For a good few decades since WWII, the primary landing vehicle in most armed forces across the globe is the form of Land Crafts, of various designations, LCM (Landing Craft Mechanised), LCI (Landing Craft Infantry), LCA (Landing Craft Assault). These flat bottomed, ramp bowed boats allows run-ups into beaches and as mentioned earlier, depending on the type, deploy troops and some tanks onto the beach head for amphibious assaults. However, the lack of armour, firepower and the high profile of these crafts proved to be easy targets for artillery units on the beach, and the lowering of the front ramp became a death trap for disembarking troops, a la Saving Private Ryan.
This led to the development of the LVT-1, Landing Vehicle Tracked, which first came into service in 1943. The tracked armoured crafts swims its way onto shore and up into the beach head. The REAR ramp allows troops to get out under the cover of its host vehicle, some of which are armed with 37mm gun , or 75mm howitzer. The success of these LVT in WWII saw them in combat again in the Korean War, where the last massive amphibious operation took place, and limited use in the French Indochina War.
The modern form of the LVT comes in the shape of LVTP-5 (Landing Vehicle, Tracked, Personnel), a gigantic 37 tonnes box like vehicle which saw combat in Vietnam, and capable of 34 troops, and today, the LVT has evolved into the AAV-7 (Amphibious Assault Vehicle), currently in service with the US Marines, and at least twelve other international users. The geographical feature of South East Asia (SEA), with islands, beaches and swamps make excellent playground for these AAVs and LVTs, evident in Vietnam and many other US-led joint exercises, eg CARAT.
One of the largest Marine Corp in the region, at 36,000 troops, the Royal Thai Marine Corps (RTMC) once operated the LVT-4 before changing them out for the AAVP-7A1,AAVR-7A1 (Recovery) ,AAVC-7A1 (Command). Currently, the RTMC has 36 of AAVP in service, also the biggest LVT/AAVP force in the region.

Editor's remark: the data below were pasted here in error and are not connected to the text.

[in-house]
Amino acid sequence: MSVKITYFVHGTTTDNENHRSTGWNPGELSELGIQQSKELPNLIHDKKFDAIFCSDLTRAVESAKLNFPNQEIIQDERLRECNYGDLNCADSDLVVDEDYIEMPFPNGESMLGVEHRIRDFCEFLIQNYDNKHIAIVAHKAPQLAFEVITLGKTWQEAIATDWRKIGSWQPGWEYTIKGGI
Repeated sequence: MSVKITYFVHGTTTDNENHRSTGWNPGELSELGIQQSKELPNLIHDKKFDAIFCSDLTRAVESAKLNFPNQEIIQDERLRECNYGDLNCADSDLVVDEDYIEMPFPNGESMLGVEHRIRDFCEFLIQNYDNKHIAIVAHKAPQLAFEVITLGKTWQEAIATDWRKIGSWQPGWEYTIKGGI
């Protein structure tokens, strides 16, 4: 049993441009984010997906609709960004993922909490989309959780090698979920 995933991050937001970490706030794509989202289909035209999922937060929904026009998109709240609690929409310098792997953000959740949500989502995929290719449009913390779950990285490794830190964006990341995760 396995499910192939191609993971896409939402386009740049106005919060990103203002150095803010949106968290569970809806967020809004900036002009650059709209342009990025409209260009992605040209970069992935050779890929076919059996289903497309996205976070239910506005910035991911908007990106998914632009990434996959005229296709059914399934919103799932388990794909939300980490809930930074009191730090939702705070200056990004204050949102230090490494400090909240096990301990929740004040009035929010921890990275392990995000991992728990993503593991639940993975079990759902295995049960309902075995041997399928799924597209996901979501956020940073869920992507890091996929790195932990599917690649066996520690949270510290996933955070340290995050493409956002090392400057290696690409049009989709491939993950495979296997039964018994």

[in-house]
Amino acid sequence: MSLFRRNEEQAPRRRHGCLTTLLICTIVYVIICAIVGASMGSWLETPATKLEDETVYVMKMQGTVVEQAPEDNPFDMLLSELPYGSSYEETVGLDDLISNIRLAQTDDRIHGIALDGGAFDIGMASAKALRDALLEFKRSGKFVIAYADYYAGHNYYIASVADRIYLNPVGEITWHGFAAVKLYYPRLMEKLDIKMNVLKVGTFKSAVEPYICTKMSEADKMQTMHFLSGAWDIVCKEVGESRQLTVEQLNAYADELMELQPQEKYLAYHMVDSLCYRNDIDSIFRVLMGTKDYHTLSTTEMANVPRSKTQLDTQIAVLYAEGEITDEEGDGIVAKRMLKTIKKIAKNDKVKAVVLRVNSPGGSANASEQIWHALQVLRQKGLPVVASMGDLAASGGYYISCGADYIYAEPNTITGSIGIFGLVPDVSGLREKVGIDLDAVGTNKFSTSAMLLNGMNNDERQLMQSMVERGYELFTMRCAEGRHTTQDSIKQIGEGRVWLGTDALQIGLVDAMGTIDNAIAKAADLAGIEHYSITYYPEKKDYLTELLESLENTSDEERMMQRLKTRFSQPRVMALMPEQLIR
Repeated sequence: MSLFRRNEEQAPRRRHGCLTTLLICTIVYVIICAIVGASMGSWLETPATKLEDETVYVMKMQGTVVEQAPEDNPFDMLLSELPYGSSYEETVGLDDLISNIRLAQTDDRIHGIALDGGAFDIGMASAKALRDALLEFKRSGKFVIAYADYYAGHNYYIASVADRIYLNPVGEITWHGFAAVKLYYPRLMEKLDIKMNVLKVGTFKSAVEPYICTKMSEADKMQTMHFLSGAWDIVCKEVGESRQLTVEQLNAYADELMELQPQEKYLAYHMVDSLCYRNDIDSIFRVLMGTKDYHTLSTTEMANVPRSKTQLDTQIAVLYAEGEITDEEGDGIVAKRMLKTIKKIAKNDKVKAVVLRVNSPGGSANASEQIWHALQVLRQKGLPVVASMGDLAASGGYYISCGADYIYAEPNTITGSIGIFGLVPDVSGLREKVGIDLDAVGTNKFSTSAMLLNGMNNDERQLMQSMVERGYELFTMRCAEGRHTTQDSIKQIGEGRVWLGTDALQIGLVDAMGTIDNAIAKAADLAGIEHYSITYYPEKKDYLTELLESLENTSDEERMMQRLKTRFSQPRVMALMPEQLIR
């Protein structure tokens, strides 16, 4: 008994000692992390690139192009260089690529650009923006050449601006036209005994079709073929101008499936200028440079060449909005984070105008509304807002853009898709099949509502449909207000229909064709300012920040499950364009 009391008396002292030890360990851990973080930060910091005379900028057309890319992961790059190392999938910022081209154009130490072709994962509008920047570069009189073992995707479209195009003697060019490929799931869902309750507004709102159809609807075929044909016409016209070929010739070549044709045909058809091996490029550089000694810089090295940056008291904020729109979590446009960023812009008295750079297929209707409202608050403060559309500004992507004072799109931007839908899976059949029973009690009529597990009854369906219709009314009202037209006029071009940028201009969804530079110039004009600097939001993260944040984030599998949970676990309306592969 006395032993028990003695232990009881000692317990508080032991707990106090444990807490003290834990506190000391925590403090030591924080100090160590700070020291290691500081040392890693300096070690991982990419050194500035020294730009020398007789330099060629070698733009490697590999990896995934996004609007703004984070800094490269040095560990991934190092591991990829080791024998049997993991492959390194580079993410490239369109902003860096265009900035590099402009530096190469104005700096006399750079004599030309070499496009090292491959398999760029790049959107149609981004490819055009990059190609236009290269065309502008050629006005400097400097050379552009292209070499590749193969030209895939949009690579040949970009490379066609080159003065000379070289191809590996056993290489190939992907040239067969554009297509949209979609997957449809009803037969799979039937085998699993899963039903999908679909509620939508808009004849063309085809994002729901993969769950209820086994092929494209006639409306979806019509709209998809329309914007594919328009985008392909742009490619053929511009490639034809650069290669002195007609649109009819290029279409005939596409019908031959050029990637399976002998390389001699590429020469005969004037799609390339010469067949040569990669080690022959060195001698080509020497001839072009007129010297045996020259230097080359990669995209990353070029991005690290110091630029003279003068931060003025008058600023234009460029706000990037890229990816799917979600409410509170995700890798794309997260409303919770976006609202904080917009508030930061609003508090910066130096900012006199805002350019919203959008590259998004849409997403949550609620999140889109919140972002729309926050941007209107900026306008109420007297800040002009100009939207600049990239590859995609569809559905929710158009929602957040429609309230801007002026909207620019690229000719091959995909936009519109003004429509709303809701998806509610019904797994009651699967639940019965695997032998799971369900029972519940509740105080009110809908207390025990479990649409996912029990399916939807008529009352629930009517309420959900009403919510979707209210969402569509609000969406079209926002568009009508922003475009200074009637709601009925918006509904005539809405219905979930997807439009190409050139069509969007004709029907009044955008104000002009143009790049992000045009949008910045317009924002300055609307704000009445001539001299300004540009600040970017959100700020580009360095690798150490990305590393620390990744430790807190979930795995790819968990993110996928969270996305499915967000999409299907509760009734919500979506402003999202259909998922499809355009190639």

The RTMC deploys the AAVP out from the Royal Thai Navy’s HTMS Angthong, based on the Singapore’s Endurance-Class ‘LST’, together with their BTR-3 8×8, although the latter is often seen transported on a landing craft.
The second largest archipelago operated four LVTP-5 and LVTP-6 (with 105mm howitzer) for decades since 1970s, and recently sport the urban splinter camouflage of white grey and blue.
Renewed interest of the military from the new President Benigno “Noynoy” Aquino III, tensions with China over South China Sea territorial claims and new defence relations with South Korea saw the Philippines Marines Corp (PMC) ordering 8 KAAV-7A1 from the Republic to booster sea-land capabilities. Prior, US Marines’ AAVPs were already being operated by PMC crew during exercises.
The most established Marine Corp in SEA, Korps Marinir , was set up in 1945 just months after the end of WWII. They operate a multitude of Soviet, French and American amphibious armoured vehicles, from the PTS, to the standard PT-76 and BTR-50. Similarly with the Philippines, Indonesia has benefitted with newfound S.Korean defence ties, T-50s light attack jets, refurbished U 209 Cakra-class subs and now, 10 LVTP-7A1 donated by the South Koreans. They still sport the Korean camouflage in the recent RIMPAC 2014 exercises, where they operated out from the LPD KRI Banda Aceh.
South East Asia’s quest for new amphibious ships , and interest in far flung islands will see further developments of these sea-land transports in tandem with their ‘mothership’. US Marines’ hundreds of surplus AAVPs might see new homes once the SEA Sea-Land Corps established their footing and ease in operating the armoured landing craft. Chinese pressure in the region might catalyse amphibious development, with Japan already testing out AAVPs and potential order for 52 units. Its time to get these tanks salty.